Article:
Finding and Retaining the Supply Chain Workforce of the Future Thinkstock

Finding and Retaining the Supply Chain Workforce of the Future

If you want to attract fresh supply chain talent and keep employees engaged, you've got to make recruiting a 24/7 priority.

The supply chain management profession is experiencing rapid change and growth. Only 15 years ago the field was just emerging and not a focus of employers, university programs, or job seekers. Today the field is garnering new levels of attention and boasts one of the most rewarding and vibrant career paths for determined, college-educated, young professionals.

Technology and globalization have changed the skillset required to be successful as a supply chain professional. Those pursuing supply chain careers need to understand not only their organization’s supply chain, but also that of their customers, vendors and suppliers. Few business functions require this vast range of expertise, and employers are making significant investments in training to keep up.

However, despite the best efforts of educators and employers, fast growth has resulted in a major talent gap. In the manufacturing industry, for example, a recent survey shows that 67% of manufacturers report a severe shortage of qualified workers. Furthermore, 56% of respondents expect that shortage to become worse in the next few years. It was also estimated that 5% of manufacturing jobs—600,000 positions nationally—go unfilled due to the lack of qualified workers.

While universities are now offering undergraduate and master’s programs to fill this void, they can’t keep up with the demand for supply chain talent. As a result, it’s important that companies take action to find qualified individuals and retain them, a process that has become increasingly tough.

Following are action steps supply chain organizations can implement to attract fresh talent and keep employees engaged.

How to Attract the Most Qualified Talent

Focus on the individual’s career path. Organizations should define and articulate the career opportunities available across their supply chain. Opportunities for career advancement in supply chain are vast and provide an atmosphere for ongoing and consistent learning. Candidates will be engaged more easily if they can envision the career trajectory for the job they’re considering.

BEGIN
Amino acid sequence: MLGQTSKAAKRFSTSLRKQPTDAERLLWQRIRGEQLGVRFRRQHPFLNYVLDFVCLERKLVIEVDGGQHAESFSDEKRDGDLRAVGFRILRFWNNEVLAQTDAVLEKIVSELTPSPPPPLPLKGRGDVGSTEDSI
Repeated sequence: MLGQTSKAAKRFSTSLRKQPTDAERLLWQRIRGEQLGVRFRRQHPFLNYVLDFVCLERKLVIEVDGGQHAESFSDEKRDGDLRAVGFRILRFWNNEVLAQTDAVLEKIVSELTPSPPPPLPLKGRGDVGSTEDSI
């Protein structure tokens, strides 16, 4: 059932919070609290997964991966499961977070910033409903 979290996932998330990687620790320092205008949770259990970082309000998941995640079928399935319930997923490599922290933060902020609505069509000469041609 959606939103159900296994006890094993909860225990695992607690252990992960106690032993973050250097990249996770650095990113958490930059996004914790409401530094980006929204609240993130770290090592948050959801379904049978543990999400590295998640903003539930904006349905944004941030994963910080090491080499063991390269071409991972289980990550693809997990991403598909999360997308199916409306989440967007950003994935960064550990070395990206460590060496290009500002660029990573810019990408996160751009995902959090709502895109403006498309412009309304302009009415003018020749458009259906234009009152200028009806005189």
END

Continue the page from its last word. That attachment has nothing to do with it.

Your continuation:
Make recruiting a 24/7 priority. In most organizations, recruiting and networking to prospective employees is simply not a priority until there is a business need. However, if companies make searching for employees an ongoing process, it will be easier to access a pool of potential talent when a need arrives. Hiring managers should always be on the lookout for new recruits.

Align as an industry. More students should be exposed to the supply chain profession in high school and college. Many college educated students and even young professionals are unaware of the positive aspects of a career in supply chain. For example, many don’t realize it is one of the highest paying jobs that doesn’t require a graduate degree. To combat this lack of information, organizations should make a coordinated effort to promote the profession as a whole. A good way for businesses to get involved and collaborate is by joining a professional association.

Hiring great talent is only half the battle. Keeping them engaged is just as important.

Retaining the Best Employees

Embrace diversity. Diversity is healthy for companies because it brings people of varying points of view and backgrounds together and expands the organization’s knowledge base. Examining a company’s recruitment programs may reveal opportunities to identify atypical pools of applicants. By taking the time to review retention programs, companies can improve on the existing (or non-existing) approaches to diversity. All organizations should have programs in place to foster and develop a diverse employee base.

Emphasize mentorship over managers. Whether through an official program or informal support, mentorship is key to retaining talent and encouraging individual and professional growth. Mentorship programs create a platform for collaboration and understanding between employees at different levels and career stages.

Provide generous training and learning opportunities. Encouraging employees to develop professionally—and making it easy to do so—builds employee loyalty while strengthening your workforce. Many associations offer professional certifications, topic-specific training and webinars.

Supply chain management is a very exciting field and opportunities are abundant in the long term for those who want a career in the sector. However, to ensure the profession continues to progress, the talent gap needs to shrink and companies need to be more proactive about communicating the benefits of supply chain careers. Taking steps to attract and retain employees will result in a skilled, stable and motivated staff and improved supply chain operations.

Abe Eshkenazi is the CEO of APICS, a professional association for supply chain and operations management. Prior to joining APICS, Eshkenazi was the managing director for the Operations Consulting Group of American Express Tax and Business Services. In addition to his CPA, Eshkenazi holds a master of business administration in management from Northwestern University, Kellogg Graduate School of Management; a master of business administration in finance from DePaul University; and a bachelor’s degree from Northeastern Illinois University. Eshkenazi is also an APICS Certified Supply Chain Professional (CSCP), a Certified Healthcare Executive (CHE), and a Certified Association Executive (CAE).

TAGS: Talent
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